Increase in Hiring of Liberal Arts Majors Predicted for 2020


“The biggest workplace gaps throughout technology evolution will rely on the soft skills that are cultivated by a liberal arts education instead of technical expertise.”

That’s the assessment of Dan Schwabel, business consultant, author, and entrepreneur, in this year’s edition of his “Top 10 Workplace Trends” column, published at LinkedIn. His selection of the top trends is based on “hundreds of conversations with executives and workers, a series of national and global online surveys, and secondary research from more than 450 different research sources, including colleges, consulting firms, non-profits, the government and trade associations.”

Number 6 on his list of trends for 2020 is “the return of the liberal arts major.”

Here’s Schwabel’s elaboration on this particular trend:

AI will automate technical skills and drive the demand for soft skills like creativity, communicate and empathy. While there’s been such a focus on recruiting STEM over the past several years, those majors will continue to lose relevance, while liberal arts majors will become more valuable to companies moving forward. Since 2009, it was believed that STEM degree recipients would have job stability, and command high salaries, while liberal arts majors would be unemployable. The fact is that while liberal arts majors have lower starting salaries, their salaries rise much quicker over the course of their lives than STEM majors. A report by McKinsey  analyzed the jobs that are most susceptible to automation and discovered that jobs that harnessed a workers soft skills are the least likely to be automated. For instance, jobs that involve managing and development people have only a 9% automation potential. The biggest workplace gaps throughout technology evolution will rely on the soft skills that are cultivated by a liberal arts education instead of technical expertise.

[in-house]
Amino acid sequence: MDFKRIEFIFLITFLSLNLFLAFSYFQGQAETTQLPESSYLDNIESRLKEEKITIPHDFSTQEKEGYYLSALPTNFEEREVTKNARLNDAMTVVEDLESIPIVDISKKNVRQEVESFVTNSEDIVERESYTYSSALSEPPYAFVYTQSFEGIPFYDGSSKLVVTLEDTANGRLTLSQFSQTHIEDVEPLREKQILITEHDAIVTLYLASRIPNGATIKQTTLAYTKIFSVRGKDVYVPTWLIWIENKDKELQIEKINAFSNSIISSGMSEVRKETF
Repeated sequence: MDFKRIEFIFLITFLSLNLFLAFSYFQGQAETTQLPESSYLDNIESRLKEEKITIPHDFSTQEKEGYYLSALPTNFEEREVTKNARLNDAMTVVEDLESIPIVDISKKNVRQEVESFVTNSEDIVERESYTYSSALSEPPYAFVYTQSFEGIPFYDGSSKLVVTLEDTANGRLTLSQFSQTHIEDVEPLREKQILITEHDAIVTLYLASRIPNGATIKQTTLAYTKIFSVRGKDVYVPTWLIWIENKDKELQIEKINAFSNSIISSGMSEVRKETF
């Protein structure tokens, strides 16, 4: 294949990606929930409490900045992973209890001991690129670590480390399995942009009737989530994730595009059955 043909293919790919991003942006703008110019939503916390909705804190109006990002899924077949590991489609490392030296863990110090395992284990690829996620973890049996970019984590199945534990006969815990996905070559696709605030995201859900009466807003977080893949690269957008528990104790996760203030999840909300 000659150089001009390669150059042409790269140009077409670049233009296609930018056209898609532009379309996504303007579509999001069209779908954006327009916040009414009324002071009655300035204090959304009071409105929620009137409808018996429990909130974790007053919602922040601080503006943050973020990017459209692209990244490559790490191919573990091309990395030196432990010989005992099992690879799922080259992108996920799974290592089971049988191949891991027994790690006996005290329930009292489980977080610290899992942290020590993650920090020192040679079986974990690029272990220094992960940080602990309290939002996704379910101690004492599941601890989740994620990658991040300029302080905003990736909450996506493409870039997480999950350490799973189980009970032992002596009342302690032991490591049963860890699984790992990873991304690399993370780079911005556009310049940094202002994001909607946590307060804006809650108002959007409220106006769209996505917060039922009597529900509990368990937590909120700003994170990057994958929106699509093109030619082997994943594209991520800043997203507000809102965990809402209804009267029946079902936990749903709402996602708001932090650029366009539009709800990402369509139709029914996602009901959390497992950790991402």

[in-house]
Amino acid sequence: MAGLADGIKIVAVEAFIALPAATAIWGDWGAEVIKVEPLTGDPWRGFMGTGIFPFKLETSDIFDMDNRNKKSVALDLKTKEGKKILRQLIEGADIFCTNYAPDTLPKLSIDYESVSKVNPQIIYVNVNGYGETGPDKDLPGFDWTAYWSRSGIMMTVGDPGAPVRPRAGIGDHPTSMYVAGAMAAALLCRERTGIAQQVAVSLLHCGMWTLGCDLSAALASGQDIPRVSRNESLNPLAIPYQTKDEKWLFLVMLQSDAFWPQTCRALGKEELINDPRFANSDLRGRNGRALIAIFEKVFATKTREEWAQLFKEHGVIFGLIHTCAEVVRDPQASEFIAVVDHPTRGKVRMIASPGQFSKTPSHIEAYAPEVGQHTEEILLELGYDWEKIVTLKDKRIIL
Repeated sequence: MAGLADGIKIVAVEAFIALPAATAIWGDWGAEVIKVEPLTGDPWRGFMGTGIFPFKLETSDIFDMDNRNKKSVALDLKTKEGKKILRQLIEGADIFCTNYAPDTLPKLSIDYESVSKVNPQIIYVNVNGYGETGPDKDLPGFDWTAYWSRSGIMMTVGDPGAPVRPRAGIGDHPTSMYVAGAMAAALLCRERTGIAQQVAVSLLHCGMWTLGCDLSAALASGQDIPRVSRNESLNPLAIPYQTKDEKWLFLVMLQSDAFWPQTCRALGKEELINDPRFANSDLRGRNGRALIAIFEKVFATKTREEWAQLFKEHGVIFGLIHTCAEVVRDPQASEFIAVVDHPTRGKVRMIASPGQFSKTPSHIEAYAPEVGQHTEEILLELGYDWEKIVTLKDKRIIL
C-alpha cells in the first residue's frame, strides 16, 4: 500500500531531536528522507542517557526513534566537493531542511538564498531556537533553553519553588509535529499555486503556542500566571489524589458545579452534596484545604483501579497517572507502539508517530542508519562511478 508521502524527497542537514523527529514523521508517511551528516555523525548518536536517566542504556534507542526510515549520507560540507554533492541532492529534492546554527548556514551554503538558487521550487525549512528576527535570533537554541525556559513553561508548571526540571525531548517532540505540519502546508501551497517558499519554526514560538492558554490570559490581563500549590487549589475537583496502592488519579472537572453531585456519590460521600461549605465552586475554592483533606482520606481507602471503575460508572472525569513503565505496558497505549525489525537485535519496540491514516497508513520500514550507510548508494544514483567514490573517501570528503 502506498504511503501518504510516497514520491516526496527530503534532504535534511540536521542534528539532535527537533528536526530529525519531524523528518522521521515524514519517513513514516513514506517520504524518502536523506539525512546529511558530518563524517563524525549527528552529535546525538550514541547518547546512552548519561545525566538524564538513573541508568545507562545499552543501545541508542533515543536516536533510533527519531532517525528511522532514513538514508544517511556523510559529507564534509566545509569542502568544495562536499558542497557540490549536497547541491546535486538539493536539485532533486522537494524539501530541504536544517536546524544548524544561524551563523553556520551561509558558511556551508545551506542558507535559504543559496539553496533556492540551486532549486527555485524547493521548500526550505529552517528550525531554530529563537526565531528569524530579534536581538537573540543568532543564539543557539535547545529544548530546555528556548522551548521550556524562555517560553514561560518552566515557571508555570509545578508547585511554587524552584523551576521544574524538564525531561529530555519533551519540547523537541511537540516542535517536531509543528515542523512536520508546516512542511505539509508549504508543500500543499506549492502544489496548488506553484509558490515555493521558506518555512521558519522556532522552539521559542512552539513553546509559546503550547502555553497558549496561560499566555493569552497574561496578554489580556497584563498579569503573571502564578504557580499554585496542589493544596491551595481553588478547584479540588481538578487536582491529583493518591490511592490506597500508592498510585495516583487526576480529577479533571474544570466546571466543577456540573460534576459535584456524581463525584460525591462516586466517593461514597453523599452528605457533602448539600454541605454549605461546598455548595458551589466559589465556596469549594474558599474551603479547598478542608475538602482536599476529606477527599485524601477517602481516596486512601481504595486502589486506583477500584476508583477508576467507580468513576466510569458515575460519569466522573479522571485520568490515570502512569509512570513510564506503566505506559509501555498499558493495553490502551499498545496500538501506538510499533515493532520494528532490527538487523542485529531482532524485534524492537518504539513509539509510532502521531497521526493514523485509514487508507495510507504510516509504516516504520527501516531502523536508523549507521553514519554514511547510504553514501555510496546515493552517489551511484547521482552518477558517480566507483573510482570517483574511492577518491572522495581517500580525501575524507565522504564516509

We will see an uptick in liberal arts hiring in 2020, which is driven by these gaps and the low unemployment rate. Slack Technologies has half of their leadership team majoring in liberal arts and Infosys is hiring 10,000 employees in the next year, focusing specifically on liberal arts majors. Google crunched their people analytics data and found that STEM skills are the least important when it comes to hiring and soft skills are the most (coaching, communicating, empathy, etc.).

How accurate Schwabel’s tracking of trends is, I don’t know.

(Via an article at Inc. by Jessica Stillman)

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Mark S McCormick
Mark S McCormick
1 year ago

The statement that “Google crunched their people analytics data and found that STEM skills are the least important when it comes to hiring and soft skills are the most” is significantly misleading. Google’s Project Oxygen (https://rework.withgoogle.com/blog/the-evolution-of-project-oxygen/), to which this refers, applies only to managers, but the overwhelming majority of employees at Google are not managers. To be sure, Google’s Project Aristotle found that soft skills are important in teaming, this did not call out degrees in Liberal Arts nor assert soft skills were more important than technical ones. The article mentions that “Slack Technologies has half of their leadership team majoring in liberal arts,” but again, the vast majority of their employees are technical and not part of the leadership team. The article states that Infosys will be hiring 10,000 people focusing specifically on liberal arts majors. This is easily demonstrated to be false by checking the listings at jobs.infosys.com, where most of the jobs the specify degree requirements require STEM or business degrees. While it is credible that Liberal Arts may have increased importance in the job market, there is little evidence this will rival the demand for STEM.Report

David Lu
David Lu
Reply to  Mark S McCormick
1 year ago

Also the statement about salaries, “The fact is that while liberal arts majors have lower starting salaries, their salaries rise much quicker over the course of their lives than STEM majors,” seems irrelevant. My CS students’ starting salaries rival mid-career (10 year) philosophy major salaries. While philosophy major salaries may increase more quickly over their early career as a percentage of their starting salary, it takes them 10 years to match the yearly salary of a new CS graduate.Report